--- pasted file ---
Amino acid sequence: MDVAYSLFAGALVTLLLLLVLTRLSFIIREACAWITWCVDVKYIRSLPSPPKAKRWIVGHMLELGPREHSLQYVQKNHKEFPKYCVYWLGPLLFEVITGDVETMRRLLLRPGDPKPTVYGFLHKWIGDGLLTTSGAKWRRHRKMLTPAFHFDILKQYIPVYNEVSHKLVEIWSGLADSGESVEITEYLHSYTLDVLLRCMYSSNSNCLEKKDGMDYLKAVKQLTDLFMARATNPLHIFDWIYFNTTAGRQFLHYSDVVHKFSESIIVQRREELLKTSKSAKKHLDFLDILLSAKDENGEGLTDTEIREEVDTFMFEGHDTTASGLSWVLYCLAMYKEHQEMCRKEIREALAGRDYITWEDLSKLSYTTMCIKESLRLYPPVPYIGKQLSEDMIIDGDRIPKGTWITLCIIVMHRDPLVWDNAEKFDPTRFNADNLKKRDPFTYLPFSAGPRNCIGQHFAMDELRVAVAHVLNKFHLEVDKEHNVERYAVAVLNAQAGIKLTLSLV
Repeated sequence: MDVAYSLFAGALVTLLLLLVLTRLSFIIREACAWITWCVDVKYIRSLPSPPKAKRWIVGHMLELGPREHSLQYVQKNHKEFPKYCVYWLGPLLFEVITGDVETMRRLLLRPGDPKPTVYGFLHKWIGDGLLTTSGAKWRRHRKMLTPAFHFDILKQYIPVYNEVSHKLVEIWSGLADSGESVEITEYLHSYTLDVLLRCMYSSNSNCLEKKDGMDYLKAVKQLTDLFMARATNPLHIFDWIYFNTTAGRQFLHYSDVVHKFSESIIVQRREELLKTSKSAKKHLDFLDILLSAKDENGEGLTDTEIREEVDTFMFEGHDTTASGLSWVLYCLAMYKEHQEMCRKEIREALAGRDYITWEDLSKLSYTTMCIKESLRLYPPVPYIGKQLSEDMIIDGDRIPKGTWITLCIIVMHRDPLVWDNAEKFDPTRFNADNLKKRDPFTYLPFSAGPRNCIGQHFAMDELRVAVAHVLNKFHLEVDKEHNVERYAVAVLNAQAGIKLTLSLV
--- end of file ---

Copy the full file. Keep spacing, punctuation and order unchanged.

Amino acid sequence: MDVAYSLFAGALVTLLLLLVLTRLSFIIREACAWITWCVDVKYIRSLPSPPKAKRWIVGHMLELGPREHSLQYVQKNHKEFPKYCVYWLGPLLFEVITGDVETMRRLLLRPGDPKPTVYGFLHKWIGDGLLTTSGAKWRRHRKMLTPAFHFDILKQYIPVYNEVSHKLVEIWSGLADSGESVEITEYLHSYTLDVLLRCMYSSNSNCLEKKDGMDYLKAVKQLTDLFMARATNPLHIFDWIYFNTTAGRQFLHYSDVVHKFSESIIVQRREELLKTSKSAKKHLDFLDILLSAKDENGEGLTDTEIREEVDTFMFEGHDTTASGLSWVLYCLAMYKEHQEMCRKEIREALAGRDYITWEDLSKLSYTTMCIKESLRLYPPVPYIGKQLSEDMIIDGDRIPKGTWITLCIIVMHRDPLVWDNAEKFDPTRFNADNLKKRDPFTYLPFSAGPRNCIGQHFAMDELRVAVAHVLNKFHLEVDKEHNVERYAVAVLNAQAGIKLTLSLV
Repeated sequence: MDVAYSLFAGALVTLLLLLVLTRLSFIIREACAWITWCVDVKYIRSLPSPPKAKRWIVGHMLELGPREHSLQYVQKNHKEFPKYCVYWLGPLLFEVITGDVETMRRLLLRPGDPKPTVYGFLHKWIGDGLLTTSGAKWRRHRKMLTPAFHFDILKQYIPVYNEVSHKLVEIWSGLADSGESVEITEYLHSYTLDVLLRCMYSSNSNCLEKKDGMDYLKAVKQLTDLFMARATNPLHIFDWIYFNTTAGRQFLHYSDVVHKFSESIIVQRREELLKTSKSAKKHLDFLDILLSAKDENGEGLTDTEIREEVDTFMFEGHDTTASGLSWVLYCLAMYKEHQEMCRKEIREALAGRDYITWEDLSKLSYTTMCIKESLRLYPPVPYIGKQLSEDMIIDGDRIPKGTWITLCIIVMHRDPLVWDNAEKFDPTRFNADNLKKRDPFTYLPFSAGPRNCIGQHFAMDELRVAVAHVLNKFHLEVDKEHNVERYAVAVLNAQAGIKLTLSLV